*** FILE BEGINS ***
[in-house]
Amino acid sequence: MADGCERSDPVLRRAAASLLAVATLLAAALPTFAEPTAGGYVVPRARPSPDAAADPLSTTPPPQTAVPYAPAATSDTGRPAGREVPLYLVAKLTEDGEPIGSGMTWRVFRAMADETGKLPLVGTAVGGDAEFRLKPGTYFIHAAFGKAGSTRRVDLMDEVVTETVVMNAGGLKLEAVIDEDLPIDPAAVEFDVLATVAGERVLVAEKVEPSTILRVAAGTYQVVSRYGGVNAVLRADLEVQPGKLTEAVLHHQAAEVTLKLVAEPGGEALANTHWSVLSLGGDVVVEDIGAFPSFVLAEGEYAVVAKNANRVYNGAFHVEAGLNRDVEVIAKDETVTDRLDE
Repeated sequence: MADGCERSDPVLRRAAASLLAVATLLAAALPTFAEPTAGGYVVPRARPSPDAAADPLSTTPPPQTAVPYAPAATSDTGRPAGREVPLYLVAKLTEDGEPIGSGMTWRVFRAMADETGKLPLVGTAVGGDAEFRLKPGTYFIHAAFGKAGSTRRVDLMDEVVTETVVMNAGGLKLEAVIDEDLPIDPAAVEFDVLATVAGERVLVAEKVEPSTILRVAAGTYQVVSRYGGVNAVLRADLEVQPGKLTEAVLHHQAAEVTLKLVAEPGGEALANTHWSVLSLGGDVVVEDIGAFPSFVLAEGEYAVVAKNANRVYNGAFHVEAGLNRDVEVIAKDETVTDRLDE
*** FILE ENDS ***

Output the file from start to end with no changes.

[in-house]
Amino acid sequence: MADGCERSDPVLRRAAASLLAVATLLAAALPTFAEPTAGGYVVPRARPSPDAAADPLSTTPPPQTAVPYAPAATSDTGRPAGREVPLYLVAKLTEDGEPIGSGMTWRVFRAMADETGKLPLVGTAVGGDAEFRLKPGTYFIHAAFGKAGSTRRVDLMDEVVTETVVMNAGGLKLEAVIDEDLPIDPAAVEFDVLATVAGERVLVAEKVEPSTILRVAAGTYQVVSRYGGVNAVLRADLEVQPGKLTEAVLHHQAAEVTLKLVAEPGGEALANTHWSVLSLGGDVVVEDIGAFPSFVLAEGEYAVVAKNANRVYNGAFHVEAGLNRDVEVIAKDETVTDRLDE
Repeated sequence: MADGCERSDPVLRRAAASLLAVATLLAAALPTFAEPTAGGYVVPRARPSPDAAADPLSTTPPPQTAVPYAPAATSDTGRPAGREVPLYLVAKLTEDGEPIGSGMTWRVFRAMADETGKLPLVGTAVGGDAEFRLKPGTYFIHAAFGKAGSTRRVDLMDEVVTETVVMNAGGLKLEAVIDEDLPIDPAAVEFDVLATVAGERVLVAEKVEPSTILRVAAGTYQVVSRYGGVNAVLRADLEVQPGKLTEAVLHHQAAEVTLKLVAEPGGEALANTHWSVLSLGGDVVVEDIGAFPSFVLAEGEYAVVAKNANRVYNGAFHVEAGLNRDVEVIAKDETVTDRLDE